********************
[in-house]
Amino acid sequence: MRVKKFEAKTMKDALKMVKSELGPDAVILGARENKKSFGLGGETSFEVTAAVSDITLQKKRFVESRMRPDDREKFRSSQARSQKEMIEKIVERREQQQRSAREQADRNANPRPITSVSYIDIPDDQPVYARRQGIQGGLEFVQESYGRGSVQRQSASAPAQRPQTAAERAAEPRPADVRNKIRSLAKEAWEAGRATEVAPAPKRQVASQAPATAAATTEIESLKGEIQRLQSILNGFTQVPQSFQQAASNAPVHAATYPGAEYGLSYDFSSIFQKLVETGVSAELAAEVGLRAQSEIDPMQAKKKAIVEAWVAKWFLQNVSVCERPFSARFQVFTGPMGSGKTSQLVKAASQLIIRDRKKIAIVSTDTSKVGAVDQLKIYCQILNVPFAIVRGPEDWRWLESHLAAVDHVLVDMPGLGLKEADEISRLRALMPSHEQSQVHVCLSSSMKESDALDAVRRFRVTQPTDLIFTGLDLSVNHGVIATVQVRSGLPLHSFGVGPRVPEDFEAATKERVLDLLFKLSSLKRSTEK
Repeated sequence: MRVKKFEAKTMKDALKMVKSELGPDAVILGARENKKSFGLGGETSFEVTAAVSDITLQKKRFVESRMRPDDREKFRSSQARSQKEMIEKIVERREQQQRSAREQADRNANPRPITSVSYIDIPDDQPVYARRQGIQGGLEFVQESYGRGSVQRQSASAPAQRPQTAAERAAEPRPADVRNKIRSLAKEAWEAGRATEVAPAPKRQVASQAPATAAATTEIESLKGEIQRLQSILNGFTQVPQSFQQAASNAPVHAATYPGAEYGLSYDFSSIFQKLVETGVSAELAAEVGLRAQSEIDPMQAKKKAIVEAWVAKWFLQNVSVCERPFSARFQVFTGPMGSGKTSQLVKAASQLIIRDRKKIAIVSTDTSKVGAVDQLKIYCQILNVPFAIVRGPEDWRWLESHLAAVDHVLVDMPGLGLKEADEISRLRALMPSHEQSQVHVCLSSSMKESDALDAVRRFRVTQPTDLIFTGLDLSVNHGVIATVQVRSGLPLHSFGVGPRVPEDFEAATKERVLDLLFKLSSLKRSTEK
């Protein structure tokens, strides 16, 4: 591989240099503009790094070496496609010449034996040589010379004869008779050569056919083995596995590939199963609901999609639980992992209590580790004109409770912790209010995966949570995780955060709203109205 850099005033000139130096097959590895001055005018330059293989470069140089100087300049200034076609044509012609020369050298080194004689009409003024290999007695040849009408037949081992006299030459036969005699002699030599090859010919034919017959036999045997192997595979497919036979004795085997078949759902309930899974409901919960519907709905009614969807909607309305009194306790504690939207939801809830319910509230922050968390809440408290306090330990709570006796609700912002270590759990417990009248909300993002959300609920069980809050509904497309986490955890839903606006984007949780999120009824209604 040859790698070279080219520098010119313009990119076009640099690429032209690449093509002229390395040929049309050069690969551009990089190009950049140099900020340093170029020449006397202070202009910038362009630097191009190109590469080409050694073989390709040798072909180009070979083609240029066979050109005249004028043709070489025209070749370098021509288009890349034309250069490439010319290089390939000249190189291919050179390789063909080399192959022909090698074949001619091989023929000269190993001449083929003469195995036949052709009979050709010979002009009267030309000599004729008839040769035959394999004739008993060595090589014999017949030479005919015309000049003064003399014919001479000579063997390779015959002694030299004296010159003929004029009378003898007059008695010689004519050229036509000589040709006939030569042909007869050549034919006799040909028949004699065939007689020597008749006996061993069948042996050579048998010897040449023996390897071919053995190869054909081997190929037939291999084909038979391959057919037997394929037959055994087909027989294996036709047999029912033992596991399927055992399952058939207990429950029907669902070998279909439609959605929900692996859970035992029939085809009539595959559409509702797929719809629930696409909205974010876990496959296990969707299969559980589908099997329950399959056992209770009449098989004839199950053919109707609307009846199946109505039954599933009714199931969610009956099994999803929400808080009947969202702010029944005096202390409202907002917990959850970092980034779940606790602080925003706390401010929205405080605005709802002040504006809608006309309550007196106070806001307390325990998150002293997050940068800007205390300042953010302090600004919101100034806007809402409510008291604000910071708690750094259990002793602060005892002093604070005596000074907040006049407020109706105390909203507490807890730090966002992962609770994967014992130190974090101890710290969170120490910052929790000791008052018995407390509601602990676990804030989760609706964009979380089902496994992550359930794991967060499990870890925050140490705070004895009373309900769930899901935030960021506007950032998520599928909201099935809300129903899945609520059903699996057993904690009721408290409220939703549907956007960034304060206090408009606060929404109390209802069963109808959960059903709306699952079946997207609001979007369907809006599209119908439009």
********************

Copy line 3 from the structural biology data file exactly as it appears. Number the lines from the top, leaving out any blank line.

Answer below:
Repeated sequence: MRVKKFEAKTMKDALKMVKSELGPDAVILGARENKKSFGLGGETSFEVTAAVSDITLQKKRFVESRMRPDDREKFRSSQARSQKEMIEKIVERREQQQRSAREQADRNANPRPITSVSYIDIPDDQPVYARRQGIQGGLEFVQESYGRGSVQRQSASAPAQRPQTAAERAAEPRPADVRNKIRSLAKEAWEAGRATEVAPAPKRQVASQAPATAAATTEIESLKGEIQRLQSILNGFTQVPQSFQQAASNAPVHAATYPGAEYGLSYDFSSIFQKLVETGVSAELAAEVGLRAQSEIDPMQAKKKAIVEAWVAKWFLQNVSVCERPFSARFQVFTGPMGSGKTSQLVKAASQLIIRDRKKIAIVSTDTSKVGAVDQLKIYCQILNVPFAIVRGPEDWRWLESHLAAVDHVLVDMPGLGLKEADEISRLRALMPSHEQSQVHVCLSSSMKESDALDAVRRFRVTQPTDLIFTGLDLSVNHGVIATVQVRSGLPLHSFGVGPRVPEDFEAATKERVLDLLFKLSSLKRSTEK